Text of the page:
Article
Teacher attrition is generally positioned within research addressing teacher shortage, the wastage of resources and expertise, as well as that concerning teachers’ lowly status and poor working conditions. As such the research is fragmented and diverse. This paper attempts to draw together contemporary international attrition research in order to consider: how teacher attrition may be defined; patterns of attrition; influences upon attrition; the impact of attrition; and strategies employed for decreasing attrition. It concludes that research concerning teacher attrition requires the development of more comprehensive databases on teaching personnel and increased clarity of how attrition is being framed and investigated.
Article
Contemporary educational theory holds that one of the pivotal causes of inadequate school performance is the inability of schools to adequately staff classrooms with qualified teachers. Contemporary theory also holds that these staffing problems are primarily due to shortages of teachers, which, in turn, are primarily due to recent increases in teacher retirements and student enrollments. This analysis investigates the possibility that there are other factors that might have an impact on teacher turnover levels, and, in turn, the staffing problems of schools, factors rooted in the organizational characteristics and conditions of schools. The data utilized in this investigation are from the Schools and Staffing Survey and its supplement, the Teacher Followup Survey, a large, comprehensive, nationally representative survey of teachers and schools conducted by the National Center for Education Statistics. The results of this analysis show that, net of teacher effects, there are significant effects of school characteristics and organizational conditions on teacher turnover which have largely been overlooked by previous research. For example, the data show that while high-poverty public schools have moderately higher rates, contrary to conventional wisdom, neither larger schools, nor public schools in large school districts, nor urban public schools have especially high rates of teacher turnover. In contrast, small private schools stand out for their high rates of turnover. Moreover, the data show, again contrary to popular wisdom, that the amount of turnover accounted for by retirement is relatively minor, especially when compared to that resulting from two related causes – teacher job dissatisfaction and teachers pursuing other jobs. The data show that, in particular, low salaries, inadequate support from the school administration, student discipline problems, and limited faculty input into school decision-making all contribute to higher rates of turnover, after controlling for the characteristics of both teachers and schools. The results of this investigation suggest that school staffing problems are neither synonymous with, nor primarily due to, teacher shortages in the conventional sense of a deficit in the supply of teachers. Rather, this study suggests that school staffing problems are primarily due to excess demand resulting from a "revolving door" – where large numbers of teachers depart their jobs for reasons other than retirement. This study also suggests that popular education initiatives, such as teacher recruitment programs, will not solve the staffing problems of such schools if they do not also address the organizational sources of low teacher retention.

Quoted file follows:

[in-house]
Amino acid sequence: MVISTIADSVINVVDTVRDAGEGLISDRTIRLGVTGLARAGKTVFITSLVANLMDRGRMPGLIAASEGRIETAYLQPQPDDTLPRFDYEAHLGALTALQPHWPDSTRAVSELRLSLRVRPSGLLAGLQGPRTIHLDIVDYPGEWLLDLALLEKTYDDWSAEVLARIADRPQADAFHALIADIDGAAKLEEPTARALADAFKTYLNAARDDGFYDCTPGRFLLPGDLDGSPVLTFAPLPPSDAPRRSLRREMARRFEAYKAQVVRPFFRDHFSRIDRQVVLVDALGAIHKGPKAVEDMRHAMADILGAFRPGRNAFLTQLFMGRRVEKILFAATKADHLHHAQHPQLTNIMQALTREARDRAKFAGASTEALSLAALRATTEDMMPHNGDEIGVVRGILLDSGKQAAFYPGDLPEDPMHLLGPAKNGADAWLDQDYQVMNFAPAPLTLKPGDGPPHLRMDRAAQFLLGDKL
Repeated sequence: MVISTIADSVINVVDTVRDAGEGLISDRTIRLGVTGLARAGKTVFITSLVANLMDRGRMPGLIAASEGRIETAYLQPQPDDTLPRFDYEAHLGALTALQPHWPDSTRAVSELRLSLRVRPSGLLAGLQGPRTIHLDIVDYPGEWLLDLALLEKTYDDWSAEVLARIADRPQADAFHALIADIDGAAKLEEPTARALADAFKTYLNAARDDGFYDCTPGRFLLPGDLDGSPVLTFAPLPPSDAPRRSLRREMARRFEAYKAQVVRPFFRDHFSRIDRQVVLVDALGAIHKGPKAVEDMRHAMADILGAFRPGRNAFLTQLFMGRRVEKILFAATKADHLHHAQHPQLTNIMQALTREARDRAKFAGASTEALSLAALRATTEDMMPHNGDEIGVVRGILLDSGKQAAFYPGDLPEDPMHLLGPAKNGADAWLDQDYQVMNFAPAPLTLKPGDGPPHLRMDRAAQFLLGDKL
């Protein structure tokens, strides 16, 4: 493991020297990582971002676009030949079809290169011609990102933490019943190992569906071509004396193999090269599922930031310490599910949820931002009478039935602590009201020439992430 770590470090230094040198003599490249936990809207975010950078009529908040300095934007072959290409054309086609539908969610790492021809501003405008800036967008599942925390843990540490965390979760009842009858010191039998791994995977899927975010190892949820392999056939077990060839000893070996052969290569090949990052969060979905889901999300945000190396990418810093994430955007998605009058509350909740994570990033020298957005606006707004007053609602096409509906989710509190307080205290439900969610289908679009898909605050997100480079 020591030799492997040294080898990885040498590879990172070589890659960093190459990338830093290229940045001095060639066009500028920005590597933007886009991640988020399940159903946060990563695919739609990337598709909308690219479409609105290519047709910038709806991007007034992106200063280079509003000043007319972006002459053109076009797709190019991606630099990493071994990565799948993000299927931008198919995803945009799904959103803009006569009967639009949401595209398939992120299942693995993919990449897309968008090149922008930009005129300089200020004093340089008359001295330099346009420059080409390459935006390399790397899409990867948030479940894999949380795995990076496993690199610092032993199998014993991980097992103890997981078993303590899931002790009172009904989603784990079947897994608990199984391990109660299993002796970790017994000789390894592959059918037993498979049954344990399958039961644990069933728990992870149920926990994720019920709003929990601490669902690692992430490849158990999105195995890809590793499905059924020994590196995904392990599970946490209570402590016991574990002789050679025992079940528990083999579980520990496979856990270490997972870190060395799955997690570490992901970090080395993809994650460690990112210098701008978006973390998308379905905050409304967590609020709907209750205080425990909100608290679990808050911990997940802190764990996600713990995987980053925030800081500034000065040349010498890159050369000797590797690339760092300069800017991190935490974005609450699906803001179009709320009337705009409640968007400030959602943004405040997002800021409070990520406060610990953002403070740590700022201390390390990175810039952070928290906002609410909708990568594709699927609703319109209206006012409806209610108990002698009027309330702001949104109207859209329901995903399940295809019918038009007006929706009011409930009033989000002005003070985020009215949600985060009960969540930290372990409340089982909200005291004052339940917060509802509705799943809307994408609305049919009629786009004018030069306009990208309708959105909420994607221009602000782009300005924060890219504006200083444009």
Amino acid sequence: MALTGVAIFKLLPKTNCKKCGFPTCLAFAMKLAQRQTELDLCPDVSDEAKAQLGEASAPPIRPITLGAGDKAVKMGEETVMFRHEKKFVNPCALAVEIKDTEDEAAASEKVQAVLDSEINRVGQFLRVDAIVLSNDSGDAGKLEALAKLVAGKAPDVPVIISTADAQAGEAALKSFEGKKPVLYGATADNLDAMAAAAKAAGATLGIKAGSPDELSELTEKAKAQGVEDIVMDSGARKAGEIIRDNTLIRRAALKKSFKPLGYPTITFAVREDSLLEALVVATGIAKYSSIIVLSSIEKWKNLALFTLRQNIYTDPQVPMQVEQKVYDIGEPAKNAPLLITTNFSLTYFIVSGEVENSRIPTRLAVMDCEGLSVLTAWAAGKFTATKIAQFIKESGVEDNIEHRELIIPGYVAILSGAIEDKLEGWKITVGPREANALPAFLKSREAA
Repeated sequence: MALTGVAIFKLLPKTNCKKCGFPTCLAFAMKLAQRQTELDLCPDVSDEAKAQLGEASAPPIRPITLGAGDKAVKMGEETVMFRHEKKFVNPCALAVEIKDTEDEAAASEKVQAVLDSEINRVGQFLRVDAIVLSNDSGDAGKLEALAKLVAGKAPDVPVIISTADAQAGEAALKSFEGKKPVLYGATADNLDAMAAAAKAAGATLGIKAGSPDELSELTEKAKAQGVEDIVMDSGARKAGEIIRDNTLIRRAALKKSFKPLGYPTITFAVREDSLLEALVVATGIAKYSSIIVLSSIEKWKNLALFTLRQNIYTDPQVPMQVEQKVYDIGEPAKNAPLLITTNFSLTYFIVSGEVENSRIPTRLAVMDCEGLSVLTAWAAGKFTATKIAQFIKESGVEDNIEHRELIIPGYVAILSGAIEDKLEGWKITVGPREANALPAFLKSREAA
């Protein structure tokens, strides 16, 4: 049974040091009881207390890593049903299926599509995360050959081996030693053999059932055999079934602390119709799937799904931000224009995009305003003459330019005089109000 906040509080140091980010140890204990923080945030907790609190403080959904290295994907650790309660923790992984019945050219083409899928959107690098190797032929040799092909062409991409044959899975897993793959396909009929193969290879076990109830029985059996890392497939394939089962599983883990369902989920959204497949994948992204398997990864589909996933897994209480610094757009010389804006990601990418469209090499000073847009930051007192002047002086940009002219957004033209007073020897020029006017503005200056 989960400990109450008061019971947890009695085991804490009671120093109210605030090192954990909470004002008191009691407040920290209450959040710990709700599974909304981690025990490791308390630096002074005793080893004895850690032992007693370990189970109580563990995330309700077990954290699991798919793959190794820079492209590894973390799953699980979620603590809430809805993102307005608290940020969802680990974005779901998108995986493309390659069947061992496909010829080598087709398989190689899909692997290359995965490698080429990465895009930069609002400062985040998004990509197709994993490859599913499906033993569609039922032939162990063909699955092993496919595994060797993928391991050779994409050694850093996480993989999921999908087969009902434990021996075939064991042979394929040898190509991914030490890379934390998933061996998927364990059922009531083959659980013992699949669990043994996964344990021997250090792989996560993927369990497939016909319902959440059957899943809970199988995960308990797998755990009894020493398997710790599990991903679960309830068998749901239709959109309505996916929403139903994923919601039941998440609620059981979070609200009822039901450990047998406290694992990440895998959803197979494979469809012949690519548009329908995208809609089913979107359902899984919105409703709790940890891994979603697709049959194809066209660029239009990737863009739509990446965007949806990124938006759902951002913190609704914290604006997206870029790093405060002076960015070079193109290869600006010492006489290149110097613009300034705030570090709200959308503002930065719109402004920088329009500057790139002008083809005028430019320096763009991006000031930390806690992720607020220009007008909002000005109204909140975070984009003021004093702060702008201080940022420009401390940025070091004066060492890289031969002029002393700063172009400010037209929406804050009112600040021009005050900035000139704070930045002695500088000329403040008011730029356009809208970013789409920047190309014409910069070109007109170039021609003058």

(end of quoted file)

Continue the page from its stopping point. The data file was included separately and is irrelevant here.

Article
Teachers make their decision to leave the special education classroom for a variety of reasons. Comprehensive reviews of the teacher attrition literature suggest that researchers have been unable to clearly articulate why special education teachers leave the classroom. Furthermore, researchers know little about the effect of teacher attrition on individual schools and school systems because the majority of studies have failed to document teachers' exit paths. In this regard, we conducted phone interviews with 93 randomly selected Florida special education teachers who left the classroom. We designed the interview to determine their reasons for leaving the classroom, their current employment status, and their future career plans. Our results indicate that the largest portion of teachers who leave the classroom do so because they are dissatisfied with conditions of work. In addition, the majority of leavers remain in education. We discuss the implications of these findings for the special education field and make suggestions for retaining teachers in the special education classroom.